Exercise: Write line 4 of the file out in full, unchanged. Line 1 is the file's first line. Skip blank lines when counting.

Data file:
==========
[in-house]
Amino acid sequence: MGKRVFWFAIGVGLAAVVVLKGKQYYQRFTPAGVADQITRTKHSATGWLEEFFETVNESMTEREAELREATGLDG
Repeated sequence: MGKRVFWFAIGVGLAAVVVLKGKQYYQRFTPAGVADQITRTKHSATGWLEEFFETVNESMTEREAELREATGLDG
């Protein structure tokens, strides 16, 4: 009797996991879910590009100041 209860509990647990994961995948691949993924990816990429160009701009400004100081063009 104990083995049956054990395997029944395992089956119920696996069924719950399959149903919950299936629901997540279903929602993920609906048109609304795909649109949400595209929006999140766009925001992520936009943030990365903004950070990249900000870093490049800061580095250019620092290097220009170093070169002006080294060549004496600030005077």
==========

């Protein structure tokens, strides 16, 4: 009797996991879910590009100041 209860509990647990994961995948691949993924990816990429160009701009400004100081063009 104990083995049956054990395997029944395992089956119920696996069924719950399959149903919950299936629901997540279903929602993920609906048109609304795909649109949400595209929006999140766009925001992520936009943030990365903004950070990249900000870093490049800061580095250019620092290097220009170093070169002006080294060549004496600030005077």